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A cytotoxic phenotype does not predict clinical outcome in anaplastic large cell lymphomas.
  1. D F Dukers,
  2. R L ten Berge,
  3. J J Oudejans,
  4. K Pulford,
  5. D Hayes,
  6. J F Miseré,
  7. G J Ossenkoppele,
  8. L H Jaspars,
  9. R Willemze,
  10. C J Meijer
  1. Department of Pathology, Academic Hospital, Vrije Universiteit, HV Amsterdam, The Netherlands.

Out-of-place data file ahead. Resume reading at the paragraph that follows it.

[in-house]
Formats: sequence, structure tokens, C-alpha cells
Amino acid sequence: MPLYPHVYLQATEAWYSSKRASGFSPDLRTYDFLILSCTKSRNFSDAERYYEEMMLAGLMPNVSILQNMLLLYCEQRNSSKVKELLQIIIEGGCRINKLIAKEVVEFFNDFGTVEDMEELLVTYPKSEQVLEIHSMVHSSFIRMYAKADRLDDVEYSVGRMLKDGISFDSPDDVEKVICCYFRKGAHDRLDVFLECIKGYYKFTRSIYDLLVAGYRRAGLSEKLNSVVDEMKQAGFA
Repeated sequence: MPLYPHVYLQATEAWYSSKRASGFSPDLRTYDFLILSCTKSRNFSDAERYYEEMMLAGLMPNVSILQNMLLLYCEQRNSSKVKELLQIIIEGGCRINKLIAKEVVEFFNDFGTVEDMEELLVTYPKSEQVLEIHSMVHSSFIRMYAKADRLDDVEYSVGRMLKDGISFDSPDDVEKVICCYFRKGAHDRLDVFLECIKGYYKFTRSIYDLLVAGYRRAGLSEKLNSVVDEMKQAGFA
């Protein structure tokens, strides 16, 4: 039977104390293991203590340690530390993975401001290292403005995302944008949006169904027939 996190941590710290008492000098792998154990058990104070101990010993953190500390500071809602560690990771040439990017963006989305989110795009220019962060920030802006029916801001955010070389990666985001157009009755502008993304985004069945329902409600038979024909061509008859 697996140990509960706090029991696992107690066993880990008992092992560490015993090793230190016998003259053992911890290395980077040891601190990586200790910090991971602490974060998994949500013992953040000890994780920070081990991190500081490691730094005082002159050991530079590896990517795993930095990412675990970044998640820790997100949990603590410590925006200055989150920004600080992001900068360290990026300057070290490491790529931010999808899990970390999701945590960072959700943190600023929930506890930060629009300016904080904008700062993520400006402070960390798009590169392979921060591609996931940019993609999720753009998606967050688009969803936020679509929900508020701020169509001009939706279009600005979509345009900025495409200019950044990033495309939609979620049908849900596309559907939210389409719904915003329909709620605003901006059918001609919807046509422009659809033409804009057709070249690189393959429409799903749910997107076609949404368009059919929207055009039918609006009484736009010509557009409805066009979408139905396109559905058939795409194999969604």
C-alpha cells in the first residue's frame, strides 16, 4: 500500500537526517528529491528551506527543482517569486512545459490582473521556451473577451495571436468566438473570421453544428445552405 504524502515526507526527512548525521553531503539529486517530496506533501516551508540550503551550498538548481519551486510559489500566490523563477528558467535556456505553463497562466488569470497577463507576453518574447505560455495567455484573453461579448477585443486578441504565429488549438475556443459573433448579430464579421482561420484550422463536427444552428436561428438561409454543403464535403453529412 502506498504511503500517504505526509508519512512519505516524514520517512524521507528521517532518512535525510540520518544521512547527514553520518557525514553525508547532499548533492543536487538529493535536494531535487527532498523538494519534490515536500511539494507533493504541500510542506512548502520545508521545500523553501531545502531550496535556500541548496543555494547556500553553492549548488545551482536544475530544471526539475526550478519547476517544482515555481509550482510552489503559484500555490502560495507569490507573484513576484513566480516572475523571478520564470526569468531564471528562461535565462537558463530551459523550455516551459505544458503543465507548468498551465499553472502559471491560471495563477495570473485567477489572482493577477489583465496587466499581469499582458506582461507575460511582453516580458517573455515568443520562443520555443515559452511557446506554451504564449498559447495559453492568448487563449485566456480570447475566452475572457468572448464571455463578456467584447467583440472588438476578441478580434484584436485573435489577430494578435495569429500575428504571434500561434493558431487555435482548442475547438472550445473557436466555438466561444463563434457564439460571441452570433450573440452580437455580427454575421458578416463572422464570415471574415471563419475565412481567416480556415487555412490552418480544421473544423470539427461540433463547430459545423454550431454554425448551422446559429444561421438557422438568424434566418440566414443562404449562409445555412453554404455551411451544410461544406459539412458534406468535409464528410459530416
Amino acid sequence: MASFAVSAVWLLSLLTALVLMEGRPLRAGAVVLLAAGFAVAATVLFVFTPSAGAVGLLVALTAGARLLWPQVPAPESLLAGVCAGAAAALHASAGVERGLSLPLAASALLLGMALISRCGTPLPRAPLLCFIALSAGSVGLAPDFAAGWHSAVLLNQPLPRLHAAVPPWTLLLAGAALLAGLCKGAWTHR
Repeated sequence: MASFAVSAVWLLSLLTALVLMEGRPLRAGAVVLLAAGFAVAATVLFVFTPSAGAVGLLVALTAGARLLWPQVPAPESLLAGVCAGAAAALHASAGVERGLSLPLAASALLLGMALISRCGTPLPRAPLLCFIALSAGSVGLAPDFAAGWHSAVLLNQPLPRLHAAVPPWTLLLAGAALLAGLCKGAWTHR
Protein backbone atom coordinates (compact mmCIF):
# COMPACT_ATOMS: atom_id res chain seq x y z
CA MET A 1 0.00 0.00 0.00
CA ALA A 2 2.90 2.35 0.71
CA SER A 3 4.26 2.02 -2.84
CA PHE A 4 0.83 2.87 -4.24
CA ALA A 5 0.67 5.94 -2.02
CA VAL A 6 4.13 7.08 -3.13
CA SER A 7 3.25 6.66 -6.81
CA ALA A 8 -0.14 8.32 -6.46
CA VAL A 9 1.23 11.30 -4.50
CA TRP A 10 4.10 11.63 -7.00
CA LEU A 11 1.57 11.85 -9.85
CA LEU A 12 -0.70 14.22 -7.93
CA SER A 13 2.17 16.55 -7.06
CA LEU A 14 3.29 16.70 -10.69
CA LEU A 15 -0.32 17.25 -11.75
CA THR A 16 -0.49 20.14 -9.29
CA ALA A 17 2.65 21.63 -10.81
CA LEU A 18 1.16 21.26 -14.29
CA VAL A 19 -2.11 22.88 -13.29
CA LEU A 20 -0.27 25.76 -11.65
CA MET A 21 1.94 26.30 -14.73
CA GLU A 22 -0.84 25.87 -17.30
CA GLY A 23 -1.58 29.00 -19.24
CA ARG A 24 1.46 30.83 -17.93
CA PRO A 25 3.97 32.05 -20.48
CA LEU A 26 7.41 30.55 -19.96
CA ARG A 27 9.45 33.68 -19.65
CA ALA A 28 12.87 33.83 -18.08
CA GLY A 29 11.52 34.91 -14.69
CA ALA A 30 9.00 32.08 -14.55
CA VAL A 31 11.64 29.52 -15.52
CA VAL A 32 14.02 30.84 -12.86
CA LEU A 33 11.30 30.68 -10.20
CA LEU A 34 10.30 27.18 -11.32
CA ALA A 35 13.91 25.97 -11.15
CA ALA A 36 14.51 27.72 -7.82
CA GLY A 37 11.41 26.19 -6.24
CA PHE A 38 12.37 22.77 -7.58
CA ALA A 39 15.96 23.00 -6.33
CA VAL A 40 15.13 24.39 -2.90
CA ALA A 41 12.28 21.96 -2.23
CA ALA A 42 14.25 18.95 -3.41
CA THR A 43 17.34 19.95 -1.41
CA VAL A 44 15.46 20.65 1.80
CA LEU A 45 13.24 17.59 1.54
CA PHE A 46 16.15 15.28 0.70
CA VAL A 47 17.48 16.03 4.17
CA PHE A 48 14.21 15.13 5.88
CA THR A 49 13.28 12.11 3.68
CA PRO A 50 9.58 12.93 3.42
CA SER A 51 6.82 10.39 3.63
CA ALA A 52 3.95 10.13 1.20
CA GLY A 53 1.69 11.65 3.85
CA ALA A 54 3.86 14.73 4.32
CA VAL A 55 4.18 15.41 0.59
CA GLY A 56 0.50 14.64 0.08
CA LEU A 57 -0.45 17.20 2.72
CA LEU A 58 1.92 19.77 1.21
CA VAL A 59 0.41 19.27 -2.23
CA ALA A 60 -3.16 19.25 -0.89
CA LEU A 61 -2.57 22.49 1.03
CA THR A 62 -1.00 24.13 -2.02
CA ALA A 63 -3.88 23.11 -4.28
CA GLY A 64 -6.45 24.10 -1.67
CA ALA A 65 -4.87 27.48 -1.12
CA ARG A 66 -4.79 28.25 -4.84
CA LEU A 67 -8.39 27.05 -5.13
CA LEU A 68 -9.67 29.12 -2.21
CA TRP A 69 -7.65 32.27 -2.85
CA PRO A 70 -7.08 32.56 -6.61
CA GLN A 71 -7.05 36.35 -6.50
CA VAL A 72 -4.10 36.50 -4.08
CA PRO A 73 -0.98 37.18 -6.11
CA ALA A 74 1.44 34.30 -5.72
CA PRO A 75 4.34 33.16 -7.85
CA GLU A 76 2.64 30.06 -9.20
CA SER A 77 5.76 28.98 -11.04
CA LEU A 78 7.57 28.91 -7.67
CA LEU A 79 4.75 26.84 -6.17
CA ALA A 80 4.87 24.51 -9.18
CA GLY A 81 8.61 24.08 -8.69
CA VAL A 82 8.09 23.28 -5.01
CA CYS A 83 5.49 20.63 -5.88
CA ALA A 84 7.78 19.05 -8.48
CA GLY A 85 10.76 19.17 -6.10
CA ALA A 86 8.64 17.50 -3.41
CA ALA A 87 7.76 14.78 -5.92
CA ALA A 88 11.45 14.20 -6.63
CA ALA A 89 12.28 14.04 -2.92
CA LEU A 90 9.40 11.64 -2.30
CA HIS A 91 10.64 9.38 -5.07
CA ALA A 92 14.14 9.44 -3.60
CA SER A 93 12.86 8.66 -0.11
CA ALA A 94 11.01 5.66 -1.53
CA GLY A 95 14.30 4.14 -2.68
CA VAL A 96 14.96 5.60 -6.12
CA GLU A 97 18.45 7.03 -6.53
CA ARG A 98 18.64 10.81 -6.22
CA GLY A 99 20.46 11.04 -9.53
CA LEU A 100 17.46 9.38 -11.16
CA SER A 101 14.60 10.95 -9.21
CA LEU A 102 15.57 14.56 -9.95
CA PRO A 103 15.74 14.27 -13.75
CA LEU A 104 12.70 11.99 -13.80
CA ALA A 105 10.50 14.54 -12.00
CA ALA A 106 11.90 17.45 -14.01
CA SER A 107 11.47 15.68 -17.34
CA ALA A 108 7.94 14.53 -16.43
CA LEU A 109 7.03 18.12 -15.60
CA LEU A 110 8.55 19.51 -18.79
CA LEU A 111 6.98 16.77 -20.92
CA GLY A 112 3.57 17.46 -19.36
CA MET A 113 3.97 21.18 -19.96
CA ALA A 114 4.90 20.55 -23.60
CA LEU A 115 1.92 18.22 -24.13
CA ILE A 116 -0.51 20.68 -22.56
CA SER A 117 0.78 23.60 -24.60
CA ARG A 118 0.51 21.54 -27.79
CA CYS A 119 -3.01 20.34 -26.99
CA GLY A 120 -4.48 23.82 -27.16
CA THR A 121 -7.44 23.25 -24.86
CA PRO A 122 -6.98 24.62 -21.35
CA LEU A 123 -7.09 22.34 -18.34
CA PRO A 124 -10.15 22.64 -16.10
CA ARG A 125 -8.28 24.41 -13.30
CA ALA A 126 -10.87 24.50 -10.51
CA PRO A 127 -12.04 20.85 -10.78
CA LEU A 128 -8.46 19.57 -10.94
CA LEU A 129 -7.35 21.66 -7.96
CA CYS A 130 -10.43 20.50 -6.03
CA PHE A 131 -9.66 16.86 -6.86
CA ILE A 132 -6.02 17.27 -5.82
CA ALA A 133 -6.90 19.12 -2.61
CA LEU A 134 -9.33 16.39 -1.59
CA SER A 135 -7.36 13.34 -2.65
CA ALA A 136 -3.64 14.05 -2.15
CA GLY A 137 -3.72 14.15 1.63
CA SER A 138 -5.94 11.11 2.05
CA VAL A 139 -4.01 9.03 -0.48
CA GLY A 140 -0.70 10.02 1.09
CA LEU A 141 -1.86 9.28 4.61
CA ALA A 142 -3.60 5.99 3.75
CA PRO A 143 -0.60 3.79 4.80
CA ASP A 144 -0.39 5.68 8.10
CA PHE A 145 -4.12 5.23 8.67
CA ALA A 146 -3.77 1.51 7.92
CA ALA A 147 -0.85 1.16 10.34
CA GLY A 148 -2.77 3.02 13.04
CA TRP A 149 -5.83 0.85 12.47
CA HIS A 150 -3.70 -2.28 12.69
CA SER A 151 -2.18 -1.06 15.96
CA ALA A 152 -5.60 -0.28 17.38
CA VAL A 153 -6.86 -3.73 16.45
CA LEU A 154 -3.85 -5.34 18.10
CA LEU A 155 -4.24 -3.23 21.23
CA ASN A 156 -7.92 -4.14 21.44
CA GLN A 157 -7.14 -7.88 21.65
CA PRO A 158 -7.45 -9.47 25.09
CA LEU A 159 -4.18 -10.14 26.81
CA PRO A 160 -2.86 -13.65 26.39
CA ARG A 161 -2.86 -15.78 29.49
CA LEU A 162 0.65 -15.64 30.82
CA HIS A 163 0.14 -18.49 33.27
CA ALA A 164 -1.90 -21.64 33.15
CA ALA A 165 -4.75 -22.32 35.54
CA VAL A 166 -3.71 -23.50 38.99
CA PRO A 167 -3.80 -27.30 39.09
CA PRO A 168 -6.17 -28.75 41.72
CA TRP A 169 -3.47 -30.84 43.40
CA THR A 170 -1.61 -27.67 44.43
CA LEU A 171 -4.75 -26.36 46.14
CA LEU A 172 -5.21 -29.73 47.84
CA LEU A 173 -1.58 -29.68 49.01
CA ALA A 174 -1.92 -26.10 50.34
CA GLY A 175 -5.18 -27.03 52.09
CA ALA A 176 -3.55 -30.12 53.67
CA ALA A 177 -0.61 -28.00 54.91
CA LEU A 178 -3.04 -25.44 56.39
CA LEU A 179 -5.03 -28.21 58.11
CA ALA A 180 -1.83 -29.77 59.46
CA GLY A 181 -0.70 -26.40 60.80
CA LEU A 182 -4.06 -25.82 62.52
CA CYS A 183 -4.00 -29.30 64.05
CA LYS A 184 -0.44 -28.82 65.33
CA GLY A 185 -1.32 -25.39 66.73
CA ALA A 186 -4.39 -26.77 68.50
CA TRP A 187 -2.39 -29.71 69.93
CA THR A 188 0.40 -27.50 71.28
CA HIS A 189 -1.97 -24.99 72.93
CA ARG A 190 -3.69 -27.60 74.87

AIM: To investigate whether anaplastic large cell lymphomas (ALCL) expressing cytotoxic proteins have a relatively worse clinical outcome compared with ALCL lacking a cytotoxic phenotype. METHODS: 59 primary cases of ALCL originating from different sites were investigated by immunohistochemistry for the presence of the cytotoxic proteins T cell intracytoplasmic antigen (TIA-1) and granzyme B in the neoplastic cells. Since site of origin and expression of anaplastic lymphoma kinase (ALK) strongly influence prognosis, the presence of a cytotoxic phenotype was also investigated in relation to the primary site of origin (lymph node, gut, or skin) and ALK expression. The prognostic value was investigated by analysis of overall and relapse-free survival time, including Cox regression analysis. RESULTS: 39 of 59 ALCL (66%) appeared to have a cytotoxic phenotype as shown by expression of TIA-1 or granzyme B or both in the neoplastic cells. The presence of a cytotoxic phenotype did not have any influence on prognosis. Even when the survival data were corrected for site of origin and stage at presentation or were analysed separately for ALK positive and negative cases, no prognostic influence of a cytotoxic phenotype was observed. CONCLUSIONS: In primary biopsies of patients with ALCL, the presence of a cytotoxic phenotype is not related to clinical outcome of the disease.

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